One of my family’s traditions makes my husband livid. I mentioned how I don’t like most holiday foods (just give me the booze plz!) but I love my family’s tradition of Mexican Christmas Eve. In my husband’s defense, our tradition is pretty weak. It started because my Aunt brought a piñata to Christmas Eve since she was in Mexico. Clearly if you are going to have a piñata you are going to serve Mexican food- or whatever American’s think is Mexican food. We were kids, so the tradition went for awhile, and as we got older we all decided we rather eat tacos over… whatever people eat the day before Christmas.
One of our family staples is chalupa. Now I can safely point out- this is not authentic at all. Not even in the “it’s made with pork so a vegan version isn’t authentic” way. No apparently when my Mother and Father lived in Phoenix Arizona, she was given this recipe. It was slow roasted pork recipe with beans that she served over chips with lots of toppings. Turns out, REAL chalupa refers to the shell, not the pork like I always believed. I can say I was pretty sure that the originals weren’t being served on doritos, like we did.
I have NO idea how wide spread this dish is. I assume it is largely known in the Southwest, and after some Googling, I do get some recipes that looks like the kind I grew up with. And hey I found one that even serves it over some fritos. Now that sounds American. The funny thing is that I grew up with almost EVERYTHING being made from scratch. Occasionally my Dad would make powdered boxed falafels, and we would use the boxes of couscous with the packets of seasoning, but we never had frozen tater tots, weird casseroles (okay maybe just tuna), not even green bean casserole. So it is a little bit of surprise that we have this family signature dish that revolves around doritos. Yes you heard me.
The highlight of the dish is really just you get to eat doritos for dinner. As many people can guess- doritos aren’t really vegan. Almost all varieties have whey powder in them, except for Spicy Sweet Chili. Wanna know something funny? My Dad tends to turn his nose at all the food I make, but he LOVES the spicy sweet chili flavored doritos. I haven’t told him yet that they are vegan. But we have more options, and some that are more healthful.
Late July has some great options out there. They have three vegan flavors- Bacon Habanero, Jalapeño Lime, and Sriracha Fresca (the photos are of the Jalapeño Lime BTW.) I think I remember reading that Beanfields have ALL vegan flavors. Please feel free to correct me if I am wrong. But they have nacho if that is what you are looking for. You could easily just use regular old chips and there are other brands out there that make flavored chips that are vegan.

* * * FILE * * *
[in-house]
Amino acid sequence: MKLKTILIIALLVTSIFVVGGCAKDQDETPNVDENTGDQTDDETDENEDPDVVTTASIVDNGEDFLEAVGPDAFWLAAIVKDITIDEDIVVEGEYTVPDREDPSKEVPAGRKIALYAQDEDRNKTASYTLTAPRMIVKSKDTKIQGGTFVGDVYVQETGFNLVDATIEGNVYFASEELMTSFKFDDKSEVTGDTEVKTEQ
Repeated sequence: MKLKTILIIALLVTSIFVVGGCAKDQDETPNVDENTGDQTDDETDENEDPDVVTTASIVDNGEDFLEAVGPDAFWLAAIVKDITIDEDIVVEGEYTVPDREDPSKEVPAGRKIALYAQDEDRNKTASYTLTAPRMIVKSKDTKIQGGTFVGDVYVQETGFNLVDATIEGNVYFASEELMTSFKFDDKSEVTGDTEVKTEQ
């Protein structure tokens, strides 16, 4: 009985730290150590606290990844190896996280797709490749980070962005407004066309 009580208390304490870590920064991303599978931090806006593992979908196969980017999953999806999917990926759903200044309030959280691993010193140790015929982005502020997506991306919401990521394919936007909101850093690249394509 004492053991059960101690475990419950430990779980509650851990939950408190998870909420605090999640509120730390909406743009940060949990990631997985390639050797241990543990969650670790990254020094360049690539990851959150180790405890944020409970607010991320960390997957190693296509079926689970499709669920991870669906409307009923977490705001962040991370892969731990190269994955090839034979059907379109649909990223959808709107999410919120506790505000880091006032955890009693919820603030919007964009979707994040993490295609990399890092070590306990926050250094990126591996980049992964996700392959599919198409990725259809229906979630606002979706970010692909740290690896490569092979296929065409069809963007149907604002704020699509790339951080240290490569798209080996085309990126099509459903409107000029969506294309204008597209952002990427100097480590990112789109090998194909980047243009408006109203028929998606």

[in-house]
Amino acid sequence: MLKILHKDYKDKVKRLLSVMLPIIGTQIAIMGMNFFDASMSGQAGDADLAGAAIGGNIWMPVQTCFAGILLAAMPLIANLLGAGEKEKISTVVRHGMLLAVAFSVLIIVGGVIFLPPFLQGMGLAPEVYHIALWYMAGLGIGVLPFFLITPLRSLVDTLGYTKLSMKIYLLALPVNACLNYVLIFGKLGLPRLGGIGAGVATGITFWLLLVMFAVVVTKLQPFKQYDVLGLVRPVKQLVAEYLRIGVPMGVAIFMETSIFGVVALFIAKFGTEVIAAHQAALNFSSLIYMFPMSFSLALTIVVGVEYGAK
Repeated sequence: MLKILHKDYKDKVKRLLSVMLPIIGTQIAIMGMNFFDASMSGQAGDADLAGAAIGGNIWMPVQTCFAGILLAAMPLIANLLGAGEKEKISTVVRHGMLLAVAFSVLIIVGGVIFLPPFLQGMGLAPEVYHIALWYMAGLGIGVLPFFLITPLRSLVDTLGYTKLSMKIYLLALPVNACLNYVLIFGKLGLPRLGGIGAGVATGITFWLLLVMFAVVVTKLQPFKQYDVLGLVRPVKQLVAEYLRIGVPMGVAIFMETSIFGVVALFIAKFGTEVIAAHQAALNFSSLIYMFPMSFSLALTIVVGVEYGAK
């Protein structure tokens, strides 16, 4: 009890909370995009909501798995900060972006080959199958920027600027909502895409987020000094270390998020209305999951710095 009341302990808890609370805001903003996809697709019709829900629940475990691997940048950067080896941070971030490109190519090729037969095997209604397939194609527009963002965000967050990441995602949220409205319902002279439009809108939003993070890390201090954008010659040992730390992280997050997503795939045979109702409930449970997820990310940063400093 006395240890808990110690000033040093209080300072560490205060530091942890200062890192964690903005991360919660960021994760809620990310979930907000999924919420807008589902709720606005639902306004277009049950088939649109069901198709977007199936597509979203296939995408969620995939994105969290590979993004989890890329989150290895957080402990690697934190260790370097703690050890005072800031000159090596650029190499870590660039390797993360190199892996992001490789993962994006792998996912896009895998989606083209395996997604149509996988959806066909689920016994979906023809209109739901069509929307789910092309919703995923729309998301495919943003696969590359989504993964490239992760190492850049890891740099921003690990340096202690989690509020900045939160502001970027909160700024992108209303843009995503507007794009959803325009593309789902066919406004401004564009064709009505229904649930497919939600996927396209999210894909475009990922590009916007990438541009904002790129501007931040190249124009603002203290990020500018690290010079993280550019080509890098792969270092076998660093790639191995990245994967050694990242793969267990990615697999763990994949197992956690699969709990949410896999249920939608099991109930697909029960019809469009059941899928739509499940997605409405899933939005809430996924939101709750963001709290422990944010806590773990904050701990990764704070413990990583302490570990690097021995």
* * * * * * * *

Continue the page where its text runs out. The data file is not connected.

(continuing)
Aside from junk food, the other reason why this is such a staple in my family is that it makes so much. You can make a huge pot and it feeds an army. Even my vegan version makes a whole bunch. And they are a lot like tacos, everyone can top them in a way they like. Which pretty much means you want to serve this dish with other typical taco toppings. I am talking about salsa, chopped tomatoes, onions, bell peppers, daiya cheese, vegan sour cream, lettuce, and avocado.
There are a few methods to the madness. You can either pile your chips all on the bottom, and top it off with everything. But sometimes you get chips that are too soggy. Yuck. But I do like SOME soaking of the chips, like maybe a corner. So I like to put mine to the side, then a bed of lettuce. Pile the toppings on the lettuce, and usually the juices move over to the chips.
You also need to decide on if you should put the toppings on the top or bottom. The bottom makes everything mix up together really well, but you get to pick a choose a little more if you put everything on top. I do recommend, if anything, to put your vegan cheese on the bottom so you get it all melty and yummy. Nothing is worse than cold daiya. Well, maybe cold cow’s cheese.
Sadly it is has been forever since I’ve celebrated it. See, Jon’s side of the family usually spends Christmas Eve with each other. But I’ve told Jon that if we ever host the get together, I am making all food south of the border. He knows the threat is real since I am armed with Viva Vegan. I’m going to throw everyone off who brings over some hummus and salad to contribute to dinner. “Oh, so we are having empanadas? Do cheesy potatoes go with that?” Answer- no, and that’s the point.
I hope everyone enjoyed this weird family tradition. I can’t really trace the cultural background for the dish, and there is no real logic to having a “Mexican” Christmas Eve.
- 1 onion diced
- 2 garlic cloves minced
- 7oz can of diced green chilies
- 1 tbsp salt
- 1 tbsp soy sauce
- 4 cups strong vegetable or vegan pork broth
- 2 tbsp chili powder
- 1 tbsp cumin
- 1 tbsp oregano
- 1 tbsp tomato paste
- 1 lb pinto beans soaked and cooked
- 2 20oz cans brined jackfruit, drained & pulled*
1In a large pot, heat up some canola oil and add the onion. Saute until translucent, about 5 minutes. Add the garlic and cook for a minute. 2Add the rest of the ingredients. Bring the stock to a boil, then lower heat to low. Cook for 30-60 minutes on low, making sure you stir every so often. Keep an eye on the stock levels. You will want the jackfruit to absorb some of the stock, and have some of the stock boil off. You do NOT want all of the stock to boil off. 3Once done cooking, serve on a bed of chips, daiya cheese (or vegan cheese of choice), avocado, bell peppers, lettuce, salsa, tomatoes, and vegan sour cream. No limits to what you use. *I use all of the jackfruit. If you have a hard time pulling apart pieces just chuck them in, they will eventually get tender or shred up